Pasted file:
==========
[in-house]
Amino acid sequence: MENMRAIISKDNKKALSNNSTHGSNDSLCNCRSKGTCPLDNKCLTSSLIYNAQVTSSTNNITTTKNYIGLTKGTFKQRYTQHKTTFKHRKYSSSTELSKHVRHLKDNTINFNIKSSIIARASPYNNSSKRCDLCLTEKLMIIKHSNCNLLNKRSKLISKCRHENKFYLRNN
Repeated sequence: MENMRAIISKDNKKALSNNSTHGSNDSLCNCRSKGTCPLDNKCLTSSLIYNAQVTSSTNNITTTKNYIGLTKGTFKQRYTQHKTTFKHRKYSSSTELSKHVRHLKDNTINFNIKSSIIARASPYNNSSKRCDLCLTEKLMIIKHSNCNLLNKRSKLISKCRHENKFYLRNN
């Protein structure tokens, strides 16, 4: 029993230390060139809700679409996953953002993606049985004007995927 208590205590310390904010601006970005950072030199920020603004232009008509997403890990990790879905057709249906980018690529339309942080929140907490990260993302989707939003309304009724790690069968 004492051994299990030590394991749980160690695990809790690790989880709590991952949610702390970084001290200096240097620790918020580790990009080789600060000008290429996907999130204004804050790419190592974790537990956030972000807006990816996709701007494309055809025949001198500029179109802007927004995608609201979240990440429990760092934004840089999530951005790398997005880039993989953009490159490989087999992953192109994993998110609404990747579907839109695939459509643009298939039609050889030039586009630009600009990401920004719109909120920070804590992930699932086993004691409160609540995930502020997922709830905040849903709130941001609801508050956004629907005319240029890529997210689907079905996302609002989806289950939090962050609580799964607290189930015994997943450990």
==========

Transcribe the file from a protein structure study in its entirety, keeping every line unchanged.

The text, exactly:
[in-house]
Amino acid sequence: MENMRAIISKDNKKALSNNSTHGSNDSLCNCRSKGTCPLDNKCLTSSLIYNAQVTSSTNNITTTKNYIGLTKGTFKQRYTQHKTTFKHRKYSSSTELSKHVRHLKDNTINFNIKSSIIARASPYNNSSKRCDLCLTEKLMIIKHSNCNLLNKRSKLISKCRHENKFYLRNN
Repeated sequence: MENMRAIISKDNKKALSNNSTHGSNDSLCNCRSKGTCPLDNKCLTSSLIYNAQVTSSTNNITTTKNYIGLTKGTFKQRYTQHKTTFKHRKYSSSTELSKHVRHLKDNTINFNIKSSIIARASPYNNSSKRCDLCLTEKLMIIKHSNCNLLNKRSKLISKCRHENKFYLRNN
């Protein structure tokens, strides 16, 4: 029993230390060139809700679409996953953002993606049985004007995927 208590205590310390904010601006970005950072030199920020603004232009008509997403890990990790879905057709249906980018690529339309942080929140907490990260993302989707939003309304009724790690069968 004492051994299990030590394991749980160690695990809790690790989880709590991952949610702390970084001290200096240097620790918020580790990009080789600060000008290429996907999130204004804050790419190592974790537990956030972000807006990816996709701007494309055809025949001198500029179109802007927004995608609201979240990440429990760092934004840089999530951005790398997005880039993989953009490159490989087999992953192109994993998110609404990747579907839109695939459509643009298939039609050889030039586009630009600009990401920004719109909120920070804590992930699932086993004691409160609540995930502020997922709830905040849903709130941001609801508050956004629907005319240029890529997210689907079905996302609002989806289950939090962050609580799964607290189930015994997943450990």